Over The Water

Over The Water

Getting some attention from the locals at Shark Bay Let’s delve into one of the more challenging and rewarding aspects of aerial video production… filming off boats over the water. “Holdfast” built by Dongara Marine punching out. Flying and filming from boats… it’s not for the faint of heart, or those prone to sea sickness! There is something about standing on one moving object (and not being able to see the waves coming) while keeping your sight fixed on another moving object (the drone) that can make you go green in the face very quickly. Of course the bigger the boat  the better. Taking off from said moving platform can also be challenging, landing…. now that can be down right freaky. Again… the bigger the boat the better. If it’s really rough or the boat is very small there is the option of a hand grab landing (count your fingers after), which is fine for the smaller drones (Inspire 2 with Zenmuse X5s or X7), but when we’re flying our big drones with a RED Monster / Gemini or Arri Alexa Mini Camera and an anamorphic lens totalling about 25kg… it’s not an option. We have our own boat that we use to film from, complete with drone helipad on the roof, but from experience it’s just as easy to take off and land from the vessel you are wanting to film. It’s easy to coordinate the shots and boat movements with skipper which speeds up the process greatly. “Blonde Moments” our floating work platform. There are some interesting technical issues with flying off boats, one of those is the “return to home” function....
McDermott and Ichthys LNG Project

McDermott and Ichthys LNG Project

We’re currently shooting a project for McDermott a leading engineering, procurement, construction and installation company focused on executing complex offshore oil and gas projects like the INPEX-led Ichthys LNG project. Filming and flying offshore for McDermott has been an amazing and rewarding experience, the final video has been now been completed. McDermott – Inpex NG Project from Sky Pixels on...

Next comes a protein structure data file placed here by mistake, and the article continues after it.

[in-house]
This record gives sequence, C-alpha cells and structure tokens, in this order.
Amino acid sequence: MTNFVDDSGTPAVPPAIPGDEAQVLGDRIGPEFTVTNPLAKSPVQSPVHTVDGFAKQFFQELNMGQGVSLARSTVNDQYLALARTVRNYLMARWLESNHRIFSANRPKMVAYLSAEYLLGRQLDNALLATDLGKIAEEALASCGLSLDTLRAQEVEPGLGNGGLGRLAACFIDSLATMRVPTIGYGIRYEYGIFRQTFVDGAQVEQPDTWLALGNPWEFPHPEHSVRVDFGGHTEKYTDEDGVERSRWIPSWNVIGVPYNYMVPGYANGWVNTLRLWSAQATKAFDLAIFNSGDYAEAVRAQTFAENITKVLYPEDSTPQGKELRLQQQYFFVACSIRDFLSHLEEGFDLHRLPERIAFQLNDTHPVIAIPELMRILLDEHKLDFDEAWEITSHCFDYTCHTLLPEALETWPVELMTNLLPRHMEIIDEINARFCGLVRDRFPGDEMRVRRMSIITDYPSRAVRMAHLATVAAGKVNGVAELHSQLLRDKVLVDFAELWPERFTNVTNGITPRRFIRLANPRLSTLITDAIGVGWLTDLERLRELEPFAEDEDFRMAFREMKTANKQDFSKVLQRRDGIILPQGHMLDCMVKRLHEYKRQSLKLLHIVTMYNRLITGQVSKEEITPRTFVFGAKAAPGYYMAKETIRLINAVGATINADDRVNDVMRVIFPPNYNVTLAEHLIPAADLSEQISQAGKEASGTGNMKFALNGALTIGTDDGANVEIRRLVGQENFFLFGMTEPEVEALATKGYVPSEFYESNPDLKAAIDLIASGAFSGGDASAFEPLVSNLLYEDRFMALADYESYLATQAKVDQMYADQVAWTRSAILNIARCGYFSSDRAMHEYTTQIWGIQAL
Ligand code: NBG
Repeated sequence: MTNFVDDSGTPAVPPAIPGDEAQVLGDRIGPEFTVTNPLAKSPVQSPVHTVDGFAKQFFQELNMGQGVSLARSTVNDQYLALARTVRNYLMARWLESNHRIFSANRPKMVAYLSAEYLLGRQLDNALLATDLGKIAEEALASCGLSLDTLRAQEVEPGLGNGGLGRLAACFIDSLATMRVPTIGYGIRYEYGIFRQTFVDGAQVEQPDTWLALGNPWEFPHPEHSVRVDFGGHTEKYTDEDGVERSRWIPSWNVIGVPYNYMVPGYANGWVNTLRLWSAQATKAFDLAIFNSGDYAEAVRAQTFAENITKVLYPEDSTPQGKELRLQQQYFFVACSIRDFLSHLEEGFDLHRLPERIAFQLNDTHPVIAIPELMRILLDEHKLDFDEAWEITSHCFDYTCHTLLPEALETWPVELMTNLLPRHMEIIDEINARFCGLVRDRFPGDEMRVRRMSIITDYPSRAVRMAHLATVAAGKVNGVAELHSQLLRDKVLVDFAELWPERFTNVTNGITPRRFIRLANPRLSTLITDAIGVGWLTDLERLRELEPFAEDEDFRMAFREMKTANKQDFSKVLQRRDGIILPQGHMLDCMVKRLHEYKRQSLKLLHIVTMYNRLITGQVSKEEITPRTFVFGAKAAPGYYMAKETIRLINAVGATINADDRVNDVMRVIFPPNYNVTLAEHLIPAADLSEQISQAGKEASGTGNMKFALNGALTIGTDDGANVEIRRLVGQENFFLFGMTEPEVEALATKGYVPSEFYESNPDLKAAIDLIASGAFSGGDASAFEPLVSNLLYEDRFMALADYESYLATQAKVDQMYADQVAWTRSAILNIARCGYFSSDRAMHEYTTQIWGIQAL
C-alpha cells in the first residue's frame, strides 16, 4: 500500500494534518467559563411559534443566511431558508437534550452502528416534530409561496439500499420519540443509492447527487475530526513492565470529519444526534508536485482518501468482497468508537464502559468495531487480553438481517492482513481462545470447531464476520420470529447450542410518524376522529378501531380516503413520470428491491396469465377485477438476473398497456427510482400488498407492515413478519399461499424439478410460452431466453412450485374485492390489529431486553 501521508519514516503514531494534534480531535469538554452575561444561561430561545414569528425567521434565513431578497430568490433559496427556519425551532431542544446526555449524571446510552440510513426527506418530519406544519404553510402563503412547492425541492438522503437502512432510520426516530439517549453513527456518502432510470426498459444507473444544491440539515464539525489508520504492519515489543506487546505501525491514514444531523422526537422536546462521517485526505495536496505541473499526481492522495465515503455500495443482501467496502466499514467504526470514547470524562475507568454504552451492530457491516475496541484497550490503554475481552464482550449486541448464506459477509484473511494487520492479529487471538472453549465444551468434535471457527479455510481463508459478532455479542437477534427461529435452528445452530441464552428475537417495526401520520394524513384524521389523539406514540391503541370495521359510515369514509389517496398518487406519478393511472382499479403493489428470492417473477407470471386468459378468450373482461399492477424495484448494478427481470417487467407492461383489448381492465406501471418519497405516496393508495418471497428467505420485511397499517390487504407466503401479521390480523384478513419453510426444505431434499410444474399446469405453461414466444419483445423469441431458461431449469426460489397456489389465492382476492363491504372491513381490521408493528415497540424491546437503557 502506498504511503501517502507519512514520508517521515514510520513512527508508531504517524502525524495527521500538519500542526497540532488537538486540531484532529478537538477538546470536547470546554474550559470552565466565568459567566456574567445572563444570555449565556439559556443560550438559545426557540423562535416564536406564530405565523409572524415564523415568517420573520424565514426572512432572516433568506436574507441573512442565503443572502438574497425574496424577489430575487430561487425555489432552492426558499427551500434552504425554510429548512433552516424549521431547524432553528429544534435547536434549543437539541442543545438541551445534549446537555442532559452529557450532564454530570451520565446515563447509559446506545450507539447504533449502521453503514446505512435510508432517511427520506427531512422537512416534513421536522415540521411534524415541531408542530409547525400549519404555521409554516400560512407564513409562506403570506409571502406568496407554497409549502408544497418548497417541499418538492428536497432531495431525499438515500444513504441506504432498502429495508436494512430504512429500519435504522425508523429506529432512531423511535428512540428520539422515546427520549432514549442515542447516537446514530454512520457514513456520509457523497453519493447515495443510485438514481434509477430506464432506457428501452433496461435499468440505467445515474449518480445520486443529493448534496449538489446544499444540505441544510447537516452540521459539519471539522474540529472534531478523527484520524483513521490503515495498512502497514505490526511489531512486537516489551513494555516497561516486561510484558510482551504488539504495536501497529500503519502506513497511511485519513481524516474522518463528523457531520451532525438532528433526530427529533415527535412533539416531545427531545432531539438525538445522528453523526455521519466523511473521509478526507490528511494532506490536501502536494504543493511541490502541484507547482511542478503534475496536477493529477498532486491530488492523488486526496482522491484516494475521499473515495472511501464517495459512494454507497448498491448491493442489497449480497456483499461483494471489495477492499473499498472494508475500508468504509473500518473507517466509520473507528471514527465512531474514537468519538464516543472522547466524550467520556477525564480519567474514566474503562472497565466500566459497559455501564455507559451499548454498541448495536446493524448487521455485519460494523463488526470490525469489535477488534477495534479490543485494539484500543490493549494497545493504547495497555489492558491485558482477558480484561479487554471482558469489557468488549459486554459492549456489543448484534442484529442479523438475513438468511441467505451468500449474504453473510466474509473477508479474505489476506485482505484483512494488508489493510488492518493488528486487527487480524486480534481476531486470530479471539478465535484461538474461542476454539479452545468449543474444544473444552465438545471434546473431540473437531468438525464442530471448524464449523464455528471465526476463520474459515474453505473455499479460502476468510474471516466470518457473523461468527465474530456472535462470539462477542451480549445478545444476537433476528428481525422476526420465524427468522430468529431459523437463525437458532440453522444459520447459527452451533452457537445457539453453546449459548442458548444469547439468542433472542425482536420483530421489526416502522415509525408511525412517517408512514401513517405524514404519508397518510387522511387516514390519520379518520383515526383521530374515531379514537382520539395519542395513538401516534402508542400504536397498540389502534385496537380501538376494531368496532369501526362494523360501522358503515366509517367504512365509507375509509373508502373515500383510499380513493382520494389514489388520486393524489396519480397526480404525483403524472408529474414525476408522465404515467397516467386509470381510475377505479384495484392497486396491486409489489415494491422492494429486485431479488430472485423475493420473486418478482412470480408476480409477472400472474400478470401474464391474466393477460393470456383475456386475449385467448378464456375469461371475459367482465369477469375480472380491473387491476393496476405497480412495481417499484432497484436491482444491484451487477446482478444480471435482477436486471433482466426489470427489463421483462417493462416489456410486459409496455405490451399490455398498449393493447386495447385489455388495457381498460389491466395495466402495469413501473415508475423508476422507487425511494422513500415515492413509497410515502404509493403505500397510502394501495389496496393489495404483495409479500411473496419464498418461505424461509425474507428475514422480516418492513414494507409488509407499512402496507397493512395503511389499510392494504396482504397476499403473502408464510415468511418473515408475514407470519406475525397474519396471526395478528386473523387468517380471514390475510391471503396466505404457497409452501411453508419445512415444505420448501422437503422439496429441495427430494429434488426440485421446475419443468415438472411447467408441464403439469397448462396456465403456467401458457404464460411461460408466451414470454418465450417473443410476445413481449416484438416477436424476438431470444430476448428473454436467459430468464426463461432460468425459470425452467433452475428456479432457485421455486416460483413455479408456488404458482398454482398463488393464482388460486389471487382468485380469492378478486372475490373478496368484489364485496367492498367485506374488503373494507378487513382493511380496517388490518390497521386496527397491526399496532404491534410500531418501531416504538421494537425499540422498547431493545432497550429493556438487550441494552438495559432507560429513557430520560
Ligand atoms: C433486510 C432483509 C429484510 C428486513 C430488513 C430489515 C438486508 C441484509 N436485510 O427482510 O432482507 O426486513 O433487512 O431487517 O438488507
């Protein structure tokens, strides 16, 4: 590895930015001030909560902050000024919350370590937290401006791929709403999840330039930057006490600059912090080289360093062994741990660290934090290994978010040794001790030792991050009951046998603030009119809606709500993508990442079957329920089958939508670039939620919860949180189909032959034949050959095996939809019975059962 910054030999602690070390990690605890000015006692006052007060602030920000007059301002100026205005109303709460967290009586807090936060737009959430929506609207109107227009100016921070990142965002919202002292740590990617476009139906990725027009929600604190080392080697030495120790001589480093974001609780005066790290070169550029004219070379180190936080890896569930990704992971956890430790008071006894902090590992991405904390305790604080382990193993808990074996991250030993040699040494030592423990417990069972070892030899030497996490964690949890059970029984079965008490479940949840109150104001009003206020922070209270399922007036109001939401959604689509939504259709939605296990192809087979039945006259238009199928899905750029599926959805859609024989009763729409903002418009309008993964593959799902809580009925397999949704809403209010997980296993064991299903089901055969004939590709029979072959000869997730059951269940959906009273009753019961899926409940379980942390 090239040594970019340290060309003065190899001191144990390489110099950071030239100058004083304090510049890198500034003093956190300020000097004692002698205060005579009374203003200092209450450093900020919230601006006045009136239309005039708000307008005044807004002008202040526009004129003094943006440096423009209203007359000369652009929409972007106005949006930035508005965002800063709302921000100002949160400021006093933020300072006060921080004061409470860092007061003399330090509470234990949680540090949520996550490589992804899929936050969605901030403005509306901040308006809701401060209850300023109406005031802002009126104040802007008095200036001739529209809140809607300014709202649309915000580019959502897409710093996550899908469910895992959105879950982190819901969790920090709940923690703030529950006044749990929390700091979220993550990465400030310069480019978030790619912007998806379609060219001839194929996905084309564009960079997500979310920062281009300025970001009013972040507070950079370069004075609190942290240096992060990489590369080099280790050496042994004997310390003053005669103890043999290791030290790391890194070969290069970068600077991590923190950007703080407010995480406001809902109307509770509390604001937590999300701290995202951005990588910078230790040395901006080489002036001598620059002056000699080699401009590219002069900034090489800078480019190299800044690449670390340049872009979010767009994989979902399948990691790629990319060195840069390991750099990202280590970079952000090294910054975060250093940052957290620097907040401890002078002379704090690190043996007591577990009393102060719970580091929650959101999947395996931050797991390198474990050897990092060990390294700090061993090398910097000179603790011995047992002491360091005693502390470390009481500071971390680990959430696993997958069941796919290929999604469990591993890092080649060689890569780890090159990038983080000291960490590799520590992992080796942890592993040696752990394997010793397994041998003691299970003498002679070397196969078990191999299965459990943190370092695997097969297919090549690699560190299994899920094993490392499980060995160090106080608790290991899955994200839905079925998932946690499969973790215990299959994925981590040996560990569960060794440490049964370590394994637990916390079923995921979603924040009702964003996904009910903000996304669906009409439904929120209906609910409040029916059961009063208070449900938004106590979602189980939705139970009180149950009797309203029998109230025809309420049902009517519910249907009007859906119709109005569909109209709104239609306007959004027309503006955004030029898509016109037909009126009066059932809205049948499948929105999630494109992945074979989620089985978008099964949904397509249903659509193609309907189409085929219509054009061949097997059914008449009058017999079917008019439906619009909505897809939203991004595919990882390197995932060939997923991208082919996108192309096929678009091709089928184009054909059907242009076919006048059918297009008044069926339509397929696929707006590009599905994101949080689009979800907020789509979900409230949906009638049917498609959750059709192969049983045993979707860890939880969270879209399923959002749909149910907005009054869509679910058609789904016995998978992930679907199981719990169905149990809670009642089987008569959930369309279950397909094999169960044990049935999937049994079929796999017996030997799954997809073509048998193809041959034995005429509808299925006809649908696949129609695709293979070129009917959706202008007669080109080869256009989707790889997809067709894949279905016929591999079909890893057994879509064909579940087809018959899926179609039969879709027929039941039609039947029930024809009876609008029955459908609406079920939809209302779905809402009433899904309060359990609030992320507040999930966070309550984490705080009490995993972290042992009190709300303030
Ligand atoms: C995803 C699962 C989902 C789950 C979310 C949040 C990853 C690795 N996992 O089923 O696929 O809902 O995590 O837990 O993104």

Woodside/IBM Trip – Shooting Aerial Video Offshore

Woodside/IBM Trip – Shooting Aerial Video Offshore

Shooting aerial video at anytime is great fun and challenging, shooting aerial photography offshore in the oil and gas industry is a completely new adventure in its own right. We were recently hired to shoot for IBM and Woodside on the North Rankin platforms 150kms offshore from Karratha in Western Australia, just getting was half the fun! We already had our Emergency Helicopter Evacuation Certification, the one where they strap you in a mock helicopter, roll it upside down and drop it in a swimming pool and you have to get out, if you ever get the chance, do it, it’s great fun, but make sure you use the nose clips! There are very strict limits to what and how much you can carry on the helicopter with you out to the rigs, because of this we have to know the bare minimum of drone and camera gear we can carry and not sacrifice quality and production values. There is also the PPE gear (hard hats, steel cap boots, clothing etc) and personnel gear to consider as well, this trip was just a two day shoot so only the bare minimum was needed. We have been on other drone shoots offshore for 10 days with a lot of gear. In these cases we have to organise our gear to be freighted by road first and then transferred out to the ship or rig via a support vessel. Due to another job that had us working offshore at the same time we were unable to film on the rig together with the full film crew, so after getting a full and...
Working in the Pilbara and aerial inspections.

Working in the Pilbara and aerial inspections.

We love filming and photographing in the Pilbara, it’s almost become a 2nd home for us and there are a few things that make it a bit different from working down south. Of course the greatest difference is the heat, wow it gets hot up there, especially January to March and having a giant 8 bladed ceiling fan buzzing around overhead doesn’t cool things down. In fact we’re very impressed with how our heavy lifter drone “The Beast” handles the heat, we thought it’s motors may overheat but no, The Beast likes it hot, we even had The Beast flying with a RED camera at Marble Bar in 46°C heat without a problem. Then there is also the wet, we were sent home from one job early due to a cyclone, so the best time to work up north is in the winter months. Batteries are the other factor working up north, because we aren’t allowed to take our batteries on planes we sometimes have to road freight them up north along with our chargers and other gear. So it’s good to get a few weeks notice to get our batteries up there before we arrive to film especially if we are using The Beast. One of the most noticeable difference is how friendly everyone is, almost everyone up north are so laid back and friendly towards seeing our drone and what we are doing, it’s a great place to work. The best thing about working up north is the colour and the light, it’s a whole different world. skypixels.com.au Click here to learn more about our drone aerial...